she lived in two countries,
waffling between fear and joy.
joy in having one more day but
fear in being one day closer to the grave.
she analyzed every change in her health
with the scrutiny of a true professional.
she asked questions like,
"can things go bad really fast?"
"is this the end?"
in spite of the doubts and struggles,
she threw herself into living life with gusto.
she truly embraced the joy that overshadowed
the clouds of questions that swarmed around her.
she made living with terminal cancer look easy.
in fact, she made it look so easy that people
forgot she was dying.
she repeatedly heard comments about how
great she looked.
she made living with a terminal illness look normal.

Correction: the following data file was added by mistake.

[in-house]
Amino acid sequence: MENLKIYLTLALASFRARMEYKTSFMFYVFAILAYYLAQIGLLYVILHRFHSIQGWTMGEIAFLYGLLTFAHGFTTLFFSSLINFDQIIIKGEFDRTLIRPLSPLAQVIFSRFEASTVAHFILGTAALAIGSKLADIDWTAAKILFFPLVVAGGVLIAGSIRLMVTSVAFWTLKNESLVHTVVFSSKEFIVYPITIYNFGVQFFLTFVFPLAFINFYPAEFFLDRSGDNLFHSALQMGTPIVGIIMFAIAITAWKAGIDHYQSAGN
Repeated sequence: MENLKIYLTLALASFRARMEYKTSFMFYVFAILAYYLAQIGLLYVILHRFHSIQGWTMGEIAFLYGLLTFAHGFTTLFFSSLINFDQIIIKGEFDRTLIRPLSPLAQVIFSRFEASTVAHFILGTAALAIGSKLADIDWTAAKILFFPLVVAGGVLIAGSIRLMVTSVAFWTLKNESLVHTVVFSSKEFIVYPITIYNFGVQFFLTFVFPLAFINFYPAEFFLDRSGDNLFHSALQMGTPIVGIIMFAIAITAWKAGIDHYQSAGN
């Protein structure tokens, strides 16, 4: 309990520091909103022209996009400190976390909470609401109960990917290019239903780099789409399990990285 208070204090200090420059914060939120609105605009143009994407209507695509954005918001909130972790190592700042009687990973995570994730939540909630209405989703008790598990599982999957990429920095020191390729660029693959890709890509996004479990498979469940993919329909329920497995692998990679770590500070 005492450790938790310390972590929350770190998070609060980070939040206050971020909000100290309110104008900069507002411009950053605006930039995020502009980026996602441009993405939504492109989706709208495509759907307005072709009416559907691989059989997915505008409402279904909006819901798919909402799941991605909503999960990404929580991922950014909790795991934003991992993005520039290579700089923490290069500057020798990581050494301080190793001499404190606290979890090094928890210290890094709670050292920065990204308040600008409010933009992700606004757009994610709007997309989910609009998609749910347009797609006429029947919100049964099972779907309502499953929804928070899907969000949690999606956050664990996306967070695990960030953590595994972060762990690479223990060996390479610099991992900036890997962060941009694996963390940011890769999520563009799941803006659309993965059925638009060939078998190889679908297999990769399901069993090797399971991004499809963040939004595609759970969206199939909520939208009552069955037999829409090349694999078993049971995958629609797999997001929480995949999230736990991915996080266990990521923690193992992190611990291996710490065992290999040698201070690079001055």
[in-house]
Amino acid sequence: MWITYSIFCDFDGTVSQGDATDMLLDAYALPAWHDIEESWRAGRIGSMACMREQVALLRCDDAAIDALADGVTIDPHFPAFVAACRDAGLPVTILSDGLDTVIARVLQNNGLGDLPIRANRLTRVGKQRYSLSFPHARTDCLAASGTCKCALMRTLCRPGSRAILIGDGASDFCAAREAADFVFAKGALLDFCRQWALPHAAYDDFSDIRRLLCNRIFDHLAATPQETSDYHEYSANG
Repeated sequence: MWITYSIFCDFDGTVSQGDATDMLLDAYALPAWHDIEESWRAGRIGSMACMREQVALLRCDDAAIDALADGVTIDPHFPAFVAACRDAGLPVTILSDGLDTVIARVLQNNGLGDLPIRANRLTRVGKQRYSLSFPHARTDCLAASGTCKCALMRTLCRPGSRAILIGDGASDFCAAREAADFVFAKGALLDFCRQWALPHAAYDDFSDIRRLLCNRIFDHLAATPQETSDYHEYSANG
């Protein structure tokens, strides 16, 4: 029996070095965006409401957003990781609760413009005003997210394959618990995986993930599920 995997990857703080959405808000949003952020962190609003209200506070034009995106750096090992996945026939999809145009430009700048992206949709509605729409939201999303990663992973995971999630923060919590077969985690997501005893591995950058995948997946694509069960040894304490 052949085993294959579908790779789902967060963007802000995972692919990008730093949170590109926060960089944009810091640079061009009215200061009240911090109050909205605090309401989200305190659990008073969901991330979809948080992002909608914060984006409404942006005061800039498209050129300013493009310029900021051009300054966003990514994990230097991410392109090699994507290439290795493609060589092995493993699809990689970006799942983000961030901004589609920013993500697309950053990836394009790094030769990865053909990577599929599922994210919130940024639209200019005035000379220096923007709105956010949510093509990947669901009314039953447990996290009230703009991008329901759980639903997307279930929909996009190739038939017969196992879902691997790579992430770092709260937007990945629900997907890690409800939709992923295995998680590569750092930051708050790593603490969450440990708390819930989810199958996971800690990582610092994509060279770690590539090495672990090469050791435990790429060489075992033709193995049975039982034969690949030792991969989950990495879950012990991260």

there's nothing normal about living with disease.
those with early stage diagnoses are often cheered
when they complete 4, 6, 8, or 12 chemotherapy treatments.
cheers are given at the end of a year of herceptin.
there are no cheers for the terminal patient,
although there is incredible encouragement.
people are hard-pressed to understand what it
means to endure 1,250 days of non-stop treatments.
and then she died at age 32.
we're all left wondering how this could be.
in spite of our own lives with this disease,
we all forget how sick we really are.
we'll attend her funeral where we'll hear everyone saying,
"but she was doing so well!"
"i had no idea she was so sick!"
"i can't believe she's gone!"
that's the insidiousness of the disease.
we go on, day after day, month after month,
year after year.
if we're lucky, those years stretch beyond average
we live each day with joy,
grateful for each one.
we try not to live in fear of the grave
looming off in the distance.